Thinking big and smart also means developing a planning approach based on quantitative and qualitative assessment of future demands. The German city of Berlin’s authorities conducted an extensive study ‘Elektromobilität Berlin 2025+’ that identified charging infrastructure needs based on projections from inbound and outbound traffic patterns and parking needs for different user groups such as inhabitants, visitors and commuters. The planners were then able to identify the projected charging point needs by 2040 for each scenario, including the different use cases. Working from the existing political and planning regulatory framework, they could also determine the most effective process for rolling out this charging infrastructure.
Findings suggest that in almost all use cases, the number of charging points required can be significantly reduced by increasing their individual use rate. Based on this finding, the planners developed a dual approach developing normal and fast charging hubs to serve all uses. Installing fast charging hubs on publicly accessible but privately owned grounds, such as petrol stations and shopping centres, helped to avoid adding more car parks and to reduce the need for infrastructure on public grounds, typically on streets.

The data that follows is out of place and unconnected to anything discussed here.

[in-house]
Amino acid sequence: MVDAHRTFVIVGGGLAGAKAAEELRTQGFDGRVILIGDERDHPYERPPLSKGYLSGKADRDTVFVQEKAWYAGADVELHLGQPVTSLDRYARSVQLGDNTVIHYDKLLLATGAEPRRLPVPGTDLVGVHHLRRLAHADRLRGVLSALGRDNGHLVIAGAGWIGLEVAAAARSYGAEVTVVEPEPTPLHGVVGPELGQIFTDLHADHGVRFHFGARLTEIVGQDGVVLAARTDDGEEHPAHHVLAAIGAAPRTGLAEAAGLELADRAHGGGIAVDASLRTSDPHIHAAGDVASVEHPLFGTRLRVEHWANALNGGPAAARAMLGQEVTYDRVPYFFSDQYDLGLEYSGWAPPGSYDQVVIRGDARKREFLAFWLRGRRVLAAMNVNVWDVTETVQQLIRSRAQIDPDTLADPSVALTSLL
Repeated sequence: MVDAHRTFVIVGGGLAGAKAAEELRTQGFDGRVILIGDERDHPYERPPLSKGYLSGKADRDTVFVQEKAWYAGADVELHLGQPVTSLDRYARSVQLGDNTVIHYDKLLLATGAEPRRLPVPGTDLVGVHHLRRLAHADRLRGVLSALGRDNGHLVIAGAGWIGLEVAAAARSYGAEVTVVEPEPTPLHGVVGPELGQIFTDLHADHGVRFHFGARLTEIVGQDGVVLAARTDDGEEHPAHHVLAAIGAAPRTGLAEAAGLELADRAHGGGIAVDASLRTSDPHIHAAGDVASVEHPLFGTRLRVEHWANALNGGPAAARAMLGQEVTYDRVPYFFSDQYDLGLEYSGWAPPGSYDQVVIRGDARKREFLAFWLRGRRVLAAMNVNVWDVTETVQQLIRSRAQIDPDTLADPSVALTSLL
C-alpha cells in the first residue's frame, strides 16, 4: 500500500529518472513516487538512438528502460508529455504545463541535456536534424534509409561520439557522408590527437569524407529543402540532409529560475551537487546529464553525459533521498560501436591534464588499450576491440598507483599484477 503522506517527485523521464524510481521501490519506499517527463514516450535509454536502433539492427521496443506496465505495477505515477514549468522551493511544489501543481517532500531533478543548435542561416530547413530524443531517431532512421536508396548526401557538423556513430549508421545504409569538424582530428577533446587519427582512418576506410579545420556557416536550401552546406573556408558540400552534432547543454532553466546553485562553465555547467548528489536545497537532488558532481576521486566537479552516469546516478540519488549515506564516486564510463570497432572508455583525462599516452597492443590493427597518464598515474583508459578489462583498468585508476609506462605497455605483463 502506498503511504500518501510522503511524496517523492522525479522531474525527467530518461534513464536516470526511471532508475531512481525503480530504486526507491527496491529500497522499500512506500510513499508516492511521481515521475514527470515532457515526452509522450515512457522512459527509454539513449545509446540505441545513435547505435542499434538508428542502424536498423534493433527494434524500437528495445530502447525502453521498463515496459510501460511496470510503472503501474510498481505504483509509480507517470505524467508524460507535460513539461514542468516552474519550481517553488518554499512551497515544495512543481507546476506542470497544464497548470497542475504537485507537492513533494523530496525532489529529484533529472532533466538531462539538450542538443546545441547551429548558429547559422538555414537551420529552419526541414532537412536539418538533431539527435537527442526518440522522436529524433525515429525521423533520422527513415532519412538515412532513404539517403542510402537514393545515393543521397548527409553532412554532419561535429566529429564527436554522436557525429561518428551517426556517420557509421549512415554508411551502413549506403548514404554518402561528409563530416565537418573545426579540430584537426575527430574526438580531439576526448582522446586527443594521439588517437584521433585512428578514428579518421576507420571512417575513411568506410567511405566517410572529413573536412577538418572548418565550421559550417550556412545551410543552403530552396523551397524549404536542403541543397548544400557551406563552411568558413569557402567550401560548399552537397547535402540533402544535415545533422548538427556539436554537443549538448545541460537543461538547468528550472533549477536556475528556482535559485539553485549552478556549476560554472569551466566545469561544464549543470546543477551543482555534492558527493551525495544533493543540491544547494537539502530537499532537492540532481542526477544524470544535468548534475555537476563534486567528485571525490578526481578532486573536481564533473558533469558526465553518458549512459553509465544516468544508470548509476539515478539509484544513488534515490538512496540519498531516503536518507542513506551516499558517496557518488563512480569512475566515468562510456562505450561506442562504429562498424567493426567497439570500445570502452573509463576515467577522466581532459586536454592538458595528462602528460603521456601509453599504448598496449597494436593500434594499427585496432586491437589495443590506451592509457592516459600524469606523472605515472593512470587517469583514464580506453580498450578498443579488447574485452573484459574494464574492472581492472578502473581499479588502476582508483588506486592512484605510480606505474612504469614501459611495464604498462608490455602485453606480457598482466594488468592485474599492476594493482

Lesson 2: Plan for both EVs and the power grid at the same time
With the ambitious goal of fully electrifying transport by 2030, Stockholm, Sweden, has been developing and testing planning tools to optimally integrate EVs into the grid. A public dynamic map for planning public charging points, called the BABLE Platform, allows third parties such as service providers and installers to choose their locations of interest, providing planning security for investors and citizens. To help create a market for related EV charging services, the city has chosen a tender model: It awards five-year operation contracts to service providers based on pre-defined criteria. To better capture inhabitants’ charging needs and plan for them, the city also created residents’ councils. These councils, which focus on EV charging for residents of multi-family buildings, facilitated 1,000 applications for charging units. Finally, Stockholm’s planners have sought to make EV charging smart.
It’s critical that planners in all cities have access to planning tools for building EV charging infrastructure.